February 28, 2007
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Global Climate Change Digest
A Guide to Information on Greenhouse Gases and Ozone Depletion
Published July 1988 through June 1999
FROM VOLUME 6, NUMBER 10, OCTOBER 1993
GLOBAL CARBON BUDGET
"Rainforest Burning and the Global Carbon Budget: Biomass,
Combustion Efficiency, and Charcoal Formation in the Brazilian
Amazon," P.M. Fearnside (Dept. Ecol., Nat. Inst. Res.
Amazon, CP 478, 69011-970, Manaus, Amazonas, Brazil), N. Leal
Jr., F.M. Fernandes, J. Geophys. Res., 98(D9),
16,733-16,743, Sep. 20, 1993.
Biomass present before and after burning was measured in
forest cleared for a cattle ranch. Only about 2.7% of the preburn
aboveground carbon stock was converted to charcoal, substantially
less than is generally assumed in global carbon models. The high
values for biomass found suggest the significant potential
contribution of forest burning to climate change from CO2
and trace gases.
"Atmospheric Carbon Dioxide and the Ocean," U.
Siegenthaler (Phys. Inst., Univ. Bern, 3012 Bern, Switz.), J.L.
Sarmiento, Nature, 365(6442), 119-125, Sep. 9,
Evaluates the various recent estimates of the carbon budget,
concluding that the ocean takes up about a third of the CO2
emissions arising from fossil-fuel use and tropical
deforestation. This implies that there is a "missing
sink" of carbon which may be located in the terrestrial
biosphere. Details research needed on the carbon cycle if we are
to predict future changes of atmospheric CO2.
items from Global Biogeochem. Cycles, 7(3), Sep.
"Carbon Remineralization in a North Florida Swamp Forest:
Effects of Water Level on the Pathways and Rates of Soil Organic
Matter Decomposition," J.D. Happell (Dept. Appl. Sci.,
Brookhaven Nat. Lab, Upton NY 11973), J.P. Chanton, 475-490.
Extensive measurements describe how water level controls CO2
and CH4 emissions from North Florida swamp forests.
Develops a carbon budget for the site under flooded and dry
"Can Climate Variability Contribute to the 'Missing' CO2
Sink?" A. Dai (Dept. Geol. Sci., Columbia Univ., 2880
Broadway, New York NY 10025), I.Y. Fung, 599-610. A study
involving empirical models and global temperature and
precipitation data shows that climatic variability could have
accounted for half the missing CO2 sink for the period
1950-1984. Climate variations have unequal impacts on biospheric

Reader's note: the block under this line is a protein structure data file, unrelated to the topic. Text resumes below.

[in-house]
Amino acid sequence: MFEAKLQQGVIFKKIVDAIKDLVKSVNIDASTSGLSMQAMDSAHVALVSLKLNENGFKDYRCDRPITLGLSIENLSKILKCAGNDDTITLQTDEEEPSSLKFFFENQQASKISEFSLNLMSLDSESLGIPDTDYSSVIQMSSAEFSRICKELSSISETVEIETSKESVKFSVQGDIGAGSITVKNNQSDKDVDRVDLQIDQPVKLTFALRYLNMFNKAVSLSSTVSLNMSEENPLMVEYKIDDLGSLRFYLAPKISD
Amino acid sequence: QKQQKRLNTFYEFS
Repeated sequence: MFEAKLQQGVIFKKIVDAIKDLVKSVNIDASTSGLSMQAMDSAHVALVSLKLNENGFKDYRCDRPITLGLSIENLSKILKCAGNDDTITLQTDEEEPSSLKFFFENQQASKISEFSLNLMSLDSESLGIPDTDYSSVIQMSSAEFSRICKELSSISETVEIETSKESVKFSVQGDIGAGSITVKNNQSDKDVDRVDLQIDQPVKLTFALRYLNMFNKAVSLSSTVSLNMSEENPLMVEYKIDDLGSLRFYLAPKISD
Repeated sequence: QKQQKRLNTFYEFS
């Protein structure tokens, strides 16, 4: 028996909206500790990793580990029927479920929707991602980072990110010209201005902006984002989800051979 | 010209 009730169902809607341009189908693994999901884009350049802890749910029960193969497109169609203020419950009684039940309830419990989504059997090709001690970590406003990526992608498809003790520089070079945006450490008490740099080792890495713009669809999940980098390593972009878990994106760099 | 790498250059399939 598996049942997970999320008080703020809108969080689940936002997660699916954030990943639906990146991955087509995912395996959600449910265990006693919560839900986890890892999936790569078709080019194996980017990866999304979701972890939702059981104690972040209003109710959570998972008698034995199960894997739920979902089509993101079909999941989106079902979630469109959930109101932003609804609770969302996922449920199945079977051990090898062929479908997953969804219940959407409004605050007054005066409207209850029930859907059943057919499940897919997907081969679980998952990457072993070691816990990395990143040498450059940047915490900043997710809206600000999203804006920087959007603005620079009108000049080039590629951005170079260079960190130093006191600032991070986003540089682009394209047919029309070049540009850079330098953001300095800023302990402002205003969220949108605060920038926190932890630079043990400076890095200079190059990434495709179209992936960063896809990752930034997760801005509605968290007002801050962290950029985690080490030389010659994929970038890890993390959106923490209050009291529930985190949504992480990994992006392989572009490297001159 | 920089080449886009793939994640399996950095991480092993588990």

carbon fluxes, and caution is needed in generalizing in situ
observations to the globe.
"Is Carbon Accumulating in the Northern Temperate
Zone?" R.A. Houghton (Woods Hole Res. Ctr., POB 296, Woods
Hole MA 02543), 611-618. Based on recent studies showing an
accumulation of carbon in Northern Hemisphere temperate forests,
one might conclude that the missing carbon sink has been
explained. However, when the fate of wood previously removed from
these regrowing forests is considered, the imbalance remains, and
is apparently too large to be accommodated in aboveground
"Evaluation of the 13C Constraint on the Uptake of Fossil
Fuel CO2 by the Ocean," W.S. Broecker
(Lamont-Doherty Earth Observ., Palisades NY 10964), T.-H. Peng,
619-626. Examines this proposal by Quay et al. (1992) and finds
that the data base is too inaccurate to permit a distinction to
be made among the carbon budgets currently proposed by this
method. Tracer-verified ocean GCMs offer much better estimates
than those based on the 13C budget.
"Constraints on the Alkalinity and Circulation of Glacial
Circumpolar Deep Water from Benthic Foramniferal Barium,"
D.W. Lea (Dept. Geol. Sci., Univ. California, Santa Barbara CA
93106), 695-710. Redistribution of ocean alkalinity has been
suggested as a possible cause of glacial-to-interglacial CO2
change. This analysis concludes that such redistribution could
account for about a third of the observed p-CO2
Issue: "Ocean Carbon Cycle and Climate Change," Global
& Planetary Change, H.J.W. de Baar, E. Suess, Eds., 8(1-2),
July 1993 (Elsevier Sci. Publishers).